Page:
Niskanen, who has 125 career postseason games on his résumé and a Stanley Cup title, said this can be a good challenge for the Flyers. The team is 12-3-4 and tied with the Capitals for the most points in the NHL at 28 since Nov. 1 (see weekly observations).

"Both guys have played really well for us," he said. "Hopefully they come back, we've been on a pretty good run here. But it gives somebody an opportunity and it tests us a little bit — and that's OK, early in the year, you're going to have to learn to deal with things."

As of Monday morning, the Flyers did not have plans to make a call-up. Forward Chris Stewart will enter the lineup and defenseman Robert Hagg will, as well, if Myers is unable to go in Colorado.

Head coach Alain Vigneault said it's uncertain if Konecny will or can travel with the Flyers. The team flies to Denver Tuesday afternoon.

"At this time, I would say no," Vigneault said, "but you never know how things change."

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Flyers weekly observations: Scott Laughton's importance, high praise for Ivan Provorov

Flyers weekly observations: Scott Laughton's importance, high praise for Ivan Provorov

While the Flyers lost their winning streak and point streak, they still put together a productive 2-1-0 week.

Alain Vigneault's team is 7-1-1 over its last nine games, a stretch in which the Flyers have allowed 2.11 goals per game. Since Nov. 1, the Flyers are 12-3-4 and tied with the Capitals for most points in the NHL at 28, continuing to make strides under the new coaching staff.

We'll get into that and more with our weekly observations:

• Scott Laughton's performance in Saturday's emotion-filled 4-3 win over the Senators served as a microcosm of his importance to the Flyers.

The team-first attitude, the hard skating, the physicality, the forechecking, the penalty killing and the secondary scoring.

He is not undervalued by the Flyers.

If I look at today’s game where it got heated, he’s one of the guys I thought that responded the best. He responded in a physical nature when the opportunity was there, but when he needed to make plays with the puck or defend, he did that — he did both of those things.

As a coach, it’s really easy to trust a player when he’s doing the right things and playing the right way on the ice.

- Vigneault

And check out these marks: the Flyers are 7-0-0 when Laughton records a point and 6-1-1 since his return following a 13-game absence because of a broken finger.

• In 30 games, Ivan Provorov has already matched his goal total from last season (seven) and set career highs on the power play (four goals, six assists).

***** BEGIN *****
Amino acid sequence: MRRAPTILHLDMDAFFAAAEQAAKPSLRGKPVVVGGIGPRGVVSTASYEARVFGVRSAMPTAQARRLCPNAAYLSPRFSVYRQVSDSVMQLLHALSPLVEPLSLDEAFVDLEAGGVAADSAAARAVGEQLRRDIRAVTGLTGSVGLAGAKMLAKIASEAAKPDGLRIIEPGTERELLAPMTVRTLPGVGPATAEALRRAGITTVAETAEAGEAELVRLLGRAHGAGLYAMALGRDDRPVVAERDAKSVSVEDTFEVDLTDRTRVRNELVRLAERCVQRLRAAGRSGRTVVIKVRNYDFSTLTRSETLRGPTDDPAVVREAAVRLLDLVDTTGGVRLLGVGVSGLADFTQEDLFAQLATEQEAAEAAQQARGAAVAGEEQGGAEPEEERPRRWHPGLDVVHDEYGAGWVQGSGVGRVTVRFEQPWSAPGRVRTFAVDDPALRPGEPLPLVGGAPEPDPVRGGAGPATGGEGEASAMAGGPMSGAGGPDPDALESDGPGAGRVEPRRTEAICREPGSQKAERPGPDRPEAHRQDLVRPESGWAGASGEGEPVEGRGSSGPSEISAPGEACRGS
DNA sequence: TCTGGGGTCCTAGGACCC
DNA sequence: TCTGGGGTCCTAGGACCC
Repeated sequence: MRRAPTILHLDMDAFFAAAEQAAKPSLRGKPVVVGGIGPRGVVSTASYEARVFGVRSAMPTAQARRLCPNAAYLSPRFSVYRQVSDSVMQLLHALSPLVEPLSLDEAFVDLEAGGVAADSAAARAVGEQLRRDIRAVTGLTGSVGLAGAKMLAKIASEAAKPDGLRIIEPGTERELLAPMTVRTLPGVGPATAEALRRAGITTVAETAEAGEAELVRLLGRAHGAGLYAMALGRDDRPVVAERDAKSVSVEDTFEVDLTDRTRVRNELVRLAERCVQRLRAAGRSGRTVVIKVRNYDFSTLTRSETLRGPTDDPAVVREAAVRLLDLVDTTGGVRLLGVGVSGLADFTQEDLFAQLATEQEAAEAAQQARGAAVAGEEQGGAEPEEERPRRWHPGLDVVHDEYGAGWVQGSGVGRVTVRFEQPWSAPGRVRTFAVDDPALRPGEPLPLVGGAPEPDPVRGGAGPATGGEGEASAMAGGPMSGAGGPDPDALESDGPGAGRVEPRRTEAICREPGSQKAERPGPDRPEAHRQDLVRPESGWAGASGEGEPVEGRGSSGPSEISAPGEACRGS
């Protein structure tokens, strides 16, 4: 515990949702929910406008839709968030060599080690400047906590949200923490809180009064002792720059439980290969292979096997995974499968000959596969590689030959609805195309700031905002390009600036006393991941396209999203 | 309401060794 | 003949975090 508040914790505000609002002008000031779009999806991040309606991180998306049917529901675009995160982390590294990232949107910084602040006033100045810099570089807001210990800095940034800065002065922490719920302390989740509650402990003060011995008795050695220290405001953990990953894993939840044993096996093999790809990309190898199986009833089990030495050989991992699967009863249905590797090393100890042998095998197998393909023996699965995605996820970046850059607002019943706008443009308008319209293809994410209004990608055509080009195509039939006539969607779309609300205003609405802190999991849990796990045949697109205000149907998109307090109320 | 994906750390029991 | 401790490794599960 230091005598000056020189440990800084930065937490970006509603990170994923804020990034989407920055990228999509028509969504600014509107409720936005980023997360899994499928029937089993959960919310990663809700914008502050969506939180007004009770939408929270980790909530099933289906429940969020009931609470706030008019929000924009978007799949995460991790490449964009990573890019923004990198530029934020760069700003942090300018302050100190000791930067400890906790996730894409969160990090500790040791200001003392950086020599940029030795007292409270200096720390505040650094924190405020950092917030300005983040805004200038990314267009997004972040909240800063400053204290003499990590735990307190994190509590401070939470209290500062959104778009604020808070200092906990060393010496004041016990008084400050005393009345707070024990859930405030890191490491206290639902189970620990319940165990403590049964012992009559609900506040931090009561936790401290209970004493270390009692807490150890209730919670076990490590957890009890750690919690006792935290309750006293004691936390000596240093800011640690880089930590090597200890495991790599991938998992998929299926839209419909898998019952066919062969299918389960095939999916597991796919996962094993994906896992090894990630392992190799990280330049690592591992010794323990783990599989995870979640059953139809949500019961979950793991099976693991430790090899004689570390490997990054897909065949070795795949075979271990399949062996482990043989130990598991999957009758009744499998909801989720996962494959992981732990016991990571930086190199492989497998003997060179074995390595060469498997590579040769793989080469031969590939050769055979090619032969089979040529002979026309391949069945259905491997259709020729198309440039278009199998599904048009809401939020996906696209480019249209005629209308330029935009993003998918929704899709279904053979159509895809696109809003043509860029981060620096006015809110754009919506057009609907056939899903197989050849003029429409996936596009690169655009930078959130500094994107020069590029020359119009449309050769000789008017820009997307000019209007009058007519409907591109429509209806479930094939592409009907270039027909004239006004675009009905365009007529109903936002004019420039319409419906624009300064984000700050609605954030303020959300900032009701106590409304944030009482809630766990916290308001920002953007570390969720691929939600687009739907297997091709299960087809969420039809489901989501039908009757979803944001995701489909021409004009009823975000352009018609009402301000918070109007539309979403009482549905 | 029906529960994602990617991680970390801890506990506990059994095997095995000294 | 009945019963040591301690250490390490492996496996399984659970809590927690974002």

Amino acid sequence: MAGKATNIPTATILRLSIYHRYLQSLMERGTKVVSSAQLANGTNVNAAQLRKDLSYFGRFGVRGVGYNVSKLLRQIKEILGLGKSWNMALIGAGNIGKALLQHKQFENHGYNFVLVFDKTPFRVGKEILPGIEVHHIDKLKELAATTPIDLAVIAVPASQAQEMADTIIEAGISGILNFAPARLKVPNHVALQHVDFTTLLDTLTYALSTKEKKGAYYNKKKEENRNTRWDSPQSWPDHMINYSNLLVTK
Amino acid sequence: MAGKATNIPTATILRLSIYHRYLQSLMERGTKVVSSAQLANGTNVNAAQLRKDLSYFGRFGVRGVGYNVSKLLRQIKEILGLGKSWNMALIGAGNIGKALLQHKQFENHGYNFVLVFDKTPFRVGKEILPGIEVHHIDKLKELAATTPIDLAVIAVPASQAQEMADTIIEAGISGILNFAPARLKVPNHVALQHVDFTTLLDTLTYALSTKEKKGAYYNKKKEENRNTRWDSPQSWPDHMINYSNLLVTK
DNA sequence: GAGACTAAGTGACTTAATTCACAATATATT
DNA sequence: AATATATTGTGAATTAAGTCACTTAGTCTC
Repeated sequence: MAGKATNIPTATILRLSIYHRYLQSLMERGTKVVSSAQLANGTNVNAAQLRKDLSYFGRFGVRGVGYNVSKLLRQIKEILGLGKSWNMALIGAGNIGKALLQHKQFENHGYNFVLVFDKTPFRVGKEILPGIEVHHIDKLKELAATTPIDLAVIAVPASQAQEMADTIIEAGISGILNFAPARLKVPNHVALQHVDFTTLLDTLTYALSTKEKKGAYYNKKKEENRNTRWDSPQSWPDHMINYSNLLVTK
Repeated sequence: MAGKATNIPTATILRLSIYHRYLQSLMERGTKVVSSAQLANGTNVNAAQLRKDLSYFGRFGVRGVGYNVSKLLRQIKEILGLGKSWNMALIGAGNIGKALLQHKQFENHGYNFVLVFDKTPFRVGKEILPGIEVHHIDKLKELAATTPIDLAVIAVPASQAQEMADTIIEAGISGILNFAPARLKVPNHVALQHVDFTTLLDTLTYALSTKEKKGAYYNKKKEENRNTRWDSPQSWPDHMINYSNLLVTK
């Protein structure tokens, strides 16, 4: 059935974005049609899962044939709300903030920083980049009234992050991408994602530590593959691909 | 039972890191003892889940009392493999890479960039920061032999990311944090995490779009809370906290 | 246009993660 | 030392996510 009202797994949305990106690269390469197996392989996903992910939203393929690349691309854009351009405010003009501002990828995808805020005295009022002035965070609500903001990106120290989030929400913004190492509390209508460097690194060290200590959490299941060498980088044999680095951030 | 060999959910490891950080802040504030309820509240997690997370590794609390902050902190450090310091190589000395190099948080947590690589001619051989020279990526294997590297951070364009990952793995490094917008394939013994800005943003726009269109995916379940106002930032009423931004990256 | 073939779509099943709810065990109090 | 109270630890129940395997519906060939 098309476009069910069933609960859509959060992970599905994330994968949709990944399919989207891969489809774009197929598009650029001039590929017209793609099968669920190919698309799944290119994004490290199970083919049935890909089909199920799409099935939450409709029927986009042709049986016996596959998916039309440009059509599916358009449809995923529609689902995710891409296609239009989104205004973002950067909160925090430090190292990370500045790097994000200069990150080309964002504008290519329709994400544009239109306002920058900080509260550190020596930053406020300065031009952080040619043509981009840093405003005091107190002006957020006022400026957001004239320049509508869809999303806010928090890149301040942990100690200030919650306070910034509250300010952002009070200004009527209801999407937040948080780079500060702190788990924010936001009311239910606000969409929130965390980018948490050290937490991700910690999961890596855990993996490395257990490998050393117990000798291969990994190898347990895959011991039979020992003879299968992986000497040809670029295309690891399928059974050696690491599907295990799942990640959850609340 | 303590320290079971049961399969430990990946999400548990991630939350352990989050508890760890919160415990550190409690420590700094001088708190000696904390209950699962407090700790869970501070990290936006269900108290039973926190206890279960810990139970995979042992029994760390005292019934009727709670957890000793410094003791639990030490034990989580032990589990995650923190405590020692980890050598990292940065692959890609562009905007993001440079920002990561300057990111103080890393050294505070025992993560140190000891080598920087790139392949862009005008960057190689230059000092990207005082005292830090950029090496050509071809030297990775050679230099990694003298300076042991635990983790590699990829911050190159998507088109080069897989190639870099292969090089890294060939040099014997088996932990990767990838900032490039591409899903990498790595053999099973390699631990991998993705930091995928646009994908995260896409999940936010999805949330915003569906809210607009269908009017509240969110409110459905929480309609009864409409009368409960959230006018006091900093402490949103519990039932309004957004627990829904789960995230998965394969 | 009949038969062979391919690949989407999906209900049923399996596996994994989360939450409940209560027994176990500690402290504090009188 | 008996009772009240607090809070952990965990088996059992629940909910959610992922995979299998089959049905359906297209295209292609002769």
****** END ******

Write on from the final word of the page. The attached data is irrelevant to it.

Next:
He's projected to pass his numbers from a breakout 2017-18 season in which he scored 17 goals and 41 points. The 22-year-old's rebound from his letdown 2018-19 campaign might be the most impactful development to the Flyers' overall rebound so far in 2019-20.

Before the Coyotes' 3-1 win Thursday over the Flyers, Arizona head coach Rick Tocchet extolled Provorov.

"I think he's one of the best young defensemen in the league," Tocchet said, via Coyotes public relations.

"He plays with an edge in a sense that he doesn’t play safe. He’s up the ice, he makes plays, he’s not scared the way he plays. Not so much scared physically, just the way he plays, he’s trying to win the game. As a young guy, he wants to be in those spots. When I watch him, he wants the puck. I love young kids like that, they’re not scared.”

When asked if Provorov reminded him of anyone, Tocchet said "a little bit of Phil Housley," who is a Hall of Fame blueliner and now an assistant coach with Arizona.

• Carter Hart owns 10 wins and a 2.39 goals-against average.

By Dec. 8 of last season, Brian Elliott, Calvin Pickard, Anthony Stolarz, Michal Neuvirth and Alex Lyon had combined for 12 wins and a 3.30 goals-against average.

As much as some people want to knock the previous coaching staff, the Flyers were a mess in net at this point last season and things predictably unraveled. Really, from the outset of 2018-19, things were problematic between the pipes for the Flyers.

• One of the biggest signs of growth with the 2019-20 Flyers has been goal prevention. They've allowed 80 goals through 30 games. In 30 games last season, the Flyers gave up 111. That's 31 more goals.

A lot goes into that — goaltending and offseason acquisitions to name a few. But Vigneault's system has turned the Flyers into a more structured team.

Much more often compared to 2018-19, the Flyers, even if they're struggling to score, look like they're controlling games instead of letting the opposition do the honors. Through 30 games last season, the Flyers had 11 losses by three goals or more. This season, they have only four such defeats.